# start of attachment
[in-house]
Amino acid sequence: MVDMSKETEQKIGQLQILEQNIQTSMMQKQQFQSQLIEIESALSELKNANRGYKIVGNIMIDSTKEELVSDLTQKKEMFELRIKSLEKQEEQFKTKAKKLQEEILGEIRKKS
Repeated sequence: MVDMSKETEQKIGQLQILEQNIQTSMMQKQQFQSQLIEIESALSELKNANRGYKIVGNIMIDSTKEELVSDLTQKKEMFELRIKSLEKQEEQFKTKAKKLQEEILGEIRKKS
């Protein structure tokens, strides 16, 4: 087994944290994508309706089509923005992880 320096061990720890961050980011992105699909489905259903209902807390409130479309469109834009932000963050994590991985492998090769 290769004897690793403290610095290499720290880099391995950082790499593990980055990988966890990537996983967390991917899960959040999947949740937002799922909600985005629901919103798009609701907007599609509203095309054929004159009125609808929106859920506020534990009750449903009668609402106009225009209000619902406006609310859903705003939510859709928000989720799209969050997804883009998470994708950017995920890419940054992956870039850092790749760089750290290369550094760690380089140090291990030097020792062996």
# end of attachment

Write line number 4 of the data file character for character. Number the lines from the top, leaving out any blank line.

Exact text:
């Protein structure tokens, strides 16, 4: 087994944290994508309706089509923005992880 320096061990720890961050980011992105699909489905259903209902807390409130479309469109834009932000963050994590991985492998090769 290769004897690793403290610095290499720290880099391995950082790499593990980055990988966890990537996983967390991917899960959040999947949740937002799922909600985005629901919103798009609701907007599609509203095309054929004159009125609808929106859920506020534990009750449903009668609402106009225009209000619902406006609310859903705003939510859709928000989720799209969050997804883009998470994708950017995920890419940054992956870039850092790749760089750290290369550094760690380089140090291990030097020792062996």